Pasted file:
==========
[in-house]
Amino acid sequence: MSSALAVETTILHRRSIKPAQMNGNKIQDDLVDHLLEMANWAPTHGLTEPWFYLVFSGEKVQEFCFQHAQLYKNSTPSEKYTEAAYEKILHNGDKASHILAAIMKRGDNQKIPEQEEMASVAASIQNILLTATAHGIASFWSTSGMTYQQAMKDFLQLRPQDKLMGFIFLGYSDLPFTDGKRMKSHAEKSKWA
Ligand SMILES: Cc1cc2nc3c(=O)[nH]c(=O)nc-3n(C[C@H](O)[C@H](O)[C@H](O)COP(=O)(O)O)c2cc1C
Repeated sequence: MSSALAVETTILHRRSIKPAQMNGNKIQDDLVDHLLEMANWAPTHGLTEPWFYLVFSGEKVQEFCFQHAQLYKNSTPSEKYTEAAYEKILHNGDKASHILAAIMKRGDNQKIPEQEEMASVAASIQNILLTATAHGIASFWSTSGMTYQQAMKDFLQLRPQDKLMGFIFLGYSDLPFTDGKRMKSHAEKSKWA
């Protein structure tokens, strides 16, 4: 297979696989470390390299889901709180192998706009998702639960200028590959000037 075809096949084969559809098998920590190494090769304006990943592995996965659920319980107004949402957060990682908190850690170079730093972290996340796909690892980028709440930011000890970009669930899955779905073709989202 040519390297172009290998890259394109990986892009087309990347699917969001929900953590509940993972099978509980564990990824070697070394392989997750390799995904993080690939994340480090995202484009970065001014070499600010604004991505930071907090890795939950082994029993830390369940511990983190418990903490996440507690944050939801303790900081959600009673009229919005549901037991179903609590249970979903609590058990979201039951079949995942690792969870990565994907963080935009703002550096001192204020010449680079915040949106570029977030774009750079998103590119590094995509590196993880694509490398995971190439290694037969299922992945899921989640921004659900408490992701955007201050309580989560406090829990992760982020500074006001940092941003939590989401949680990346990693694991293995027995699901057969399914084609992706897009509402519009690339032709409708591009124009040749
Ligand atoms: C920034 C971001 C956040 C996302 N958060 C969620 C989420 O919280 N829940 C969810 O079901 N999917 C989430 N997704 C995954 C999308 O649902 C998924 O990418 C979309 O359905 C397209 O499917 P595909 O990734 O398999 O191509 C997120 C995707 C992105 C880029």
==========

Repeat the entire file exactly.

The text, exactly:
[in-house]
Amino acid sequence: MSSALAVETTILHRRSIKPAQMNGNKIQDDLVDHLLEMANWAPTHGLTEPWFYLVFSGEKVQEFCFQHAQLYKNSTPSEKYTEAAYEKILHNGDKASHILAAIMKRGDNQKIPEQEEMASVAASIQNILLTATAHGIASFWSTSGMTYQQAMKDFLQLRPQDKLMGFIFLGYSDLPFTDGKRMKSHAEKSKWA
Ligand SMILES: Cc1cc2nc3c(=O)[nH]c(=O)nc-3n(C[C@H](O)[C@H](O)[C@H](O)COP(=O)(O)O)c2cc1C
Repeated sequence: MSSALAVETTILHRRSIKPAQMNGNKIQDDLVDHLLEMANWAPTHGLTEPWFYLVFSGEKVQEFCFQHAQLYKNSTPSEKYTEAAYEKILHNGDKASHILAAIMKRGDNQKIPEQEEMASVAASIQNILLTATAHGIASFWSTSGMTYQQAMKDFLQLRPQDKLMGFIFLGYSDLPFTDGKRMKSHAEKSKWA
């Protein structure tokens, strides 16, 4: 297979696989470390390299889901709180192998706009998702639960200028590959000037 075809096949084969559809098998920590190494090769304006990943592995996965659920319980107004949402957060990682908190850690170079730093972290996340796909690892980028709440930011000890970009669930899955779905073709989202 040519390297172009290998890259394109990986892009087309990347699917969001929900953590509940993972099978509980564990990824070697070394392989997750390799995904993080690939994340480090995202484009970065001014070499600010604004991505930071907090890795939950082994029993830390369940511990983190418990903490996440507690944050939801303790900081959600009673009229919005549901037991179903609590249970979903609590058990979201039951079949995942690792969870990565994907963080935009703002550096001192204020010449680079915040949106570029977030774009750079998103590119590094995509590196993880694509490398995971190439290694037969299922992945899921989640921004659900408490992701955007201050309580989560406090829990992760982020500074006001940092941003939590989401949680990346990693694991293995027995699901057969399914084609992706897009509402519009690339032709409708591009124009040749
Ligand atoms: C920034 C971001 C956040 C996302 N958060 C969620 C989420 O919280 N829940 C969810 O079901 N999917 C989430 N997704 C995954 C999308 O649902 C998924 O990418 C979309 O359905 C397209 O499917 P595909 O990734 O398999 O191509 C997120 C995707 C992105 C880029």